As many may have already read, Amazon recently announced it plans to invest $700 million to retrain one-third of its workforce to help ease the effects of automation. The company expects more than 100,000 employees will undergo the retraining process by 2025.
Deeper in the details, Amazon shares that its “upskilling” programs will encompass teaching non-technical employees the skills needed to transition into software engineering roles; educating employees with some technical background the ability to add machine learning skills; pre-paid tuition programs so the staff can train for “high-demand” jobs of their choosing; paid classroom training and on-the-job apprenticeship; and other specific efforts. The program works to reshape a significant portion of Amazon’s workforce on multiple fronts.
While not every organization is Amazon, almost every business in the world faces similar challenges, including:
- The need to retrain a significant number of staff as tech reshapes work as we understand it
- Addressing the reality that today’s students (tomorrow’s employees) learn in remarkably different ways than their predecessors thanks to entrepreneurship and technology… and in remarkably different types of environments (see Lassonde Studios)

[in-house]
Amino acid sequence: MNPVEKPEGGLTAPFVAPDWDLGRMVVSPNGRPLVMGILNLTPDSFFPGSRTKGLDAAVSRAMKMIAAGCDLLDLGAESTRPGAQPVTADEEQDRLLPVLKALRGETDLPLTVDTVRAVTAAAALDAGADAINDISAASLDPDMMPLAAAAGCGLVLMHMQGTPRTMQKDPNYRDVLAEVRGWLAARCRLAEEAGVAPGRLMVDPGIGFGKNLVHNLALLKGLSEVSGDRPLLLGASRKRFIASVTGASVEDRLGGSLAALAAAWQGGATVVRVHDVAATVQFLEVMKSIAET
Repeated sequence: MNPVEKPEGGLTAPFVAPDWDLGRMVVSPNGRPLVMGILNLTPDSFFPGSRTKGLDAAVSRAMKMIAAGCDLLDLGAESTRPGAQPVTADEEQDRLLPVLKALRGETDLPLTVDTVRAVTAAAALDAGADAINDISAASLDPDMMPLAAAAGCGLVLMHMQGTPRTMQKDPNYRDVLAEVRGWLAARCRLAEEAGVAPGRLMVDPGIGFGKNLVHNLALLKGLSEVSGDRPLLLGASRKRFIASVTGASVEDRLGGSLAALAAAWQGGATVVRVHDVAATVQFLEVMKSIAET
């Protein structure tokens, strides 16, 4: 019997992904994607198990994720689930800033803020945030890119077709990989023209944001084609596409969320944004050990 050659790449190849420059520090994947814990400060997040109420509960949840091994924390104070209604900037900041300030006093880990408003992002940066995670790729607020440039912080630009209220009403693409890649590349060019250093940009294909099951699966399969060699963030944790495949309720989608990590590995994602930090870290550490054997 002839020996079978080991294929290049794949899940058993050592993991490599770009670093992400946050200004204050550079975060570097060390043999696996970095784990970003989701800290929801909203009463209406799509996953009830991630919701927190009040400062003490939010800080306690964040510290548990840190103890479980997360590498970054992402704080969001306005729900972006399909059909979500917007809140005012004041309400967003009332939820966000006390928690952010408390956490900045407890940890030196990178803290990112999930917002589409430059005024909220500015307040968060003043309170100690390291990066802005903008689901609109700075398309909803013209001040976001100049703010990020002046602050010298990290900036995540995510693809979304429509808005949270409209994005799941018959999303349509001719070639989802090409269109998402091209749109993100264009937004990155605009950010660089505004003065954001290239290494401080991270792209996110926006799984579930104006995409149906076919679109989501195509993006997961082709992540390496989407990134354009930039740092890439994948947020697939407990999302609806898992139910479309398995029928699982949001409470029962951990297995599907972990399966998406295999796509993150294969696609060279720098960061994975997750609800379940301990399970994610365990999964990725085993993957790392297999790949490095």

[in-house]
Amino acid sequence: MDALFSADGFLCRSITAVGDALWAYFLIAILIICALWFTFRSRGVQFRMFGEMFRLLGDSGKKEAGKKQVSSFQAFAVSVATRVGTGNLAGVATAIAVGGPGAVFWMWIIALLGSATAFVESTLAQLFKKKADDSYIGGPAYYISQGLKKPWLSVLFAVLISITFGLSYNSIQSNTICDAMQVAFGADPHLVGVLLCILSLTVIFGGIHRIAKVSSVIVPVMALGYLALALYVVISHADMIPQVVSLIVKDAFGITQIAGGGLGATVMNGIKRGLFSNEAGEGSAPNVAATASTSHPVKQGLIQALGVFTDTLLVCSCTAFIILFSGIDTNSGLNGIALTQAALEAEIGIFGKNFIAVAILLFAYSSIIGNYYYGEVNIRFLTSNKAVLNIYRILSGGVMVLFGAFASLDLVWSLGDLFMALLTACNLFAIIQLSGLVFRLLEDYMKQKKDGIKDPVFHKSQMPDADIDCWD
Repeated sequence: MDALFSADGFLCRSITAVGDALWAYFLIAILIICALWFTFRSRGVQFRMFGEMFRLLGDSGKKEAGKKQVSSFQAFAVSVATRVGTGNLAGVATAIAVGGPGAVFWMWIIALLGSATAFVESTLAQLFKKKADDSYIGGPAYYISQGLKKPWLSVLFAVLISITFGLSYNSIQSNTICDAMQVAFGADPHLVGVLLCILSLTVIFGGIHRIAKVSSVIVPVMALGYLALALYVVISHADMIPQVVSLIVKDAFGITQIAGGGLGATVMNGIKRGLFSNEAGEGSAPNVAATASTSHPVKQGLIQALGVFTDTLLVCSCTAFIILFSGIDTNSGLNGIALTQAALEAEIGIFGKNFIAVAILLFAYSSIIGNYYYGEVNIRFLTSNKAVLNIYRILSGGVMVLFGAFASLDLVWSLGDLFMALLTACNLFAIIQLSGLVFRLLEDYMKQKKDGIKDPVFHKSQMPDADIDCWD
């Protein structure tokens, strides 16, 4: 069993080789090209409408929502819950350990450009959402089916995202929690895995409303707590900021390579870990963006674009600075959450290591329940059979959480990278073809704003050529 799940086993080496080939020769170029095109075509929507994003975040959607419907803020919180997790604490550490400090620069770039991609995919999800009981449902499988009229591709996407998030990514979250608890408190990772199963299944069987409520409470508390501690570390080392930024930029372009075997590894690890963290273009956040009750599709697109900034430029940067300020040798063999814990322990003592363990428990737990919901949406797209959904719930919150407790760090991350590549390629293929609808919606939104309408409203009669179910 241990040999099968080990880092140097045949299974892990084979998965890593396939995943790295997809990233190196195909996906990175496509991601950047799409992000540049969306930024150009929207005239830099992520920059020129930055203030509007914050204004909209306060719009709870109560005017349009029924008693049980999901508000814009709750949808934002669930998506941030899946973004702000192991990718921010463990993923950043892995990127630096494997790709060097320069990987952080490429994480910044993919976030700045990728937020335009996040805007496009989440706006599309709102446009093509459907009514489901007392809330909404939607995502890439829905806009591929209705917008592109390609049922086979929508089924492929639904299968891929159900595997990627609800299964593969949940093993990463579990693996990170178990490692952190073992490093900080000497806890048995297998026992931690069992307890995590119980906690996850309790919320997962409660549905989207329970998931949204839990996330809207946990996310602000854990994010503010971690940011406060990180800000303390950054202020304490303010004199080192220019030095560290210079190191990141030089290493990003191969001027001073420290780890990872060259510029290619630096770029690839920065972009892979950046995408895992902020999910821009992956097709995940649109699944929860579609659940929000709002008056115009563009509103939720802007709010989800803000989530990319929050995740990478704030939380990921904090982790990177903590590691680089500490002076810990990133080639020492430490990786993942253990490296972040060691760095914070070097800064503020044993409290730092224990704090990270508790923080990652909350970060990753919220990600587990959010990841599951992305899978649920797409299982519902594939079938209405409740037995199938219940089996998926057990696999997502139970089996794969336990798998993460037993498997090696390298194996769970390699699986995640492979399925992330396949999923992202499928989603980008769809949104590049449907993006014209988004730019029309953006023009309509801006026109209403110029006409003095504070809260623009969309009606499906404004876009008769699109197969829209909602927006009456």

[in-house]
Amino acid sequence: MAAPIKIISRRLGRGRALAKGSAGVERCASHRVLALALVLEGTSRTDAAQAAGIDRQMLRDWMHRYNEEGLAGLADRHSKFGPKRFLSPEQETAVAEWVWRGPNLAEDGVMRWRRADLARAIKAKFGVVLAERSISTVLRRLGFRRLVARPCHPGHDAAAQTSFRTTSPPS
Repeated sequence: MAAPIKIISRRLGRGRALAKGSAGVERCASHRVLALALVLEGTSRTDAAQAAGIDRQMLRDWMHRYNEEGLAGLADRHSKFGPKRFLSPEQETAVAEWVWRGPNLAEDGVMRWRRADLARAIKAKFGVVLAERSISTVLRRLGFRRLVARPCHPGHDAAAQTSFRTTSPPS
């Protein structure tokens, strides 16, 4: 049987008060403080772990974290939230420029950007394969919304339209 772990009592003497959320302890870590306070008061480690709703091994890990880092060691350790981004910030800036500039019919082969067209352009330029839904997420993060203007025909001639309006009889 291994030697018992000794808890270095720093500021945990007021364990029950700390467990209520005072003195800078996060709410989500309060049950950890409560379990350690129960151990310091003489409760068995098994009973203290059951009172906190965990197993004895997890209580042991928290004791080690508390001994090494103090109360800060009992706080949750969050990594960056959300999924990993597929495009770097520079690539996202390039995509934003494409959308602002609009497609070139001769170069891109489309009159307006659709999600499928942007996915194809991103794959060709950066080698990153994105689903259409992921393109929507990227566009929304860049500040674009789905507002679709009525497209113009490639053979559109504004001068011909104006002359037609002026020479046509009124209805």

- Rethinking workplaces to serve as dynamic workforce education centers with hubs for retraining, entrepreneurial pursuits and rapid discovery and translation
This challenge is multi-faceted, but one way that companies can attack it is by involving their talent and HR leaders more directly into workplace investment decisions and strategy development. Talent is the lifeblood for business success and competition for it grows stronger each day. Those organizations lacking spaces where they can best educate and empower staff while offering remarkable employee experiences risk poor recruit + retain and even irrelevance in the years ahead.
At its core, Amazon’s “upskilling” program signals a powerful shift in our economy where organizations from all sectors are becoming companies reliant on tech talent. Regardless of the market, all organizations are now hiring for emerging tech roles (i.e. Internet of Things engineer) and traditional roles now fueled by tech skills (accountants and HR staff who can interpret and visualize data or execute digital ad campaigns).
This shift amplifies talent competition and inherently requires organizations to be aligned across strategy, IT, talent, real estate and finance. Organizations can’t just view workplaces as places for work, but rather catalysts to address broader goals and seize opportunities to integrate business, talent and workplace strategies.
Ultimately, organizations that don’t make integrated strategy decisions central to their master planning efforts are bound to struggle in the face of current and future disruption – whereas companies that embrace workforce and workplace strategy as key to their strategic planning efforts have a distinct advantage in anticipating an evolving future.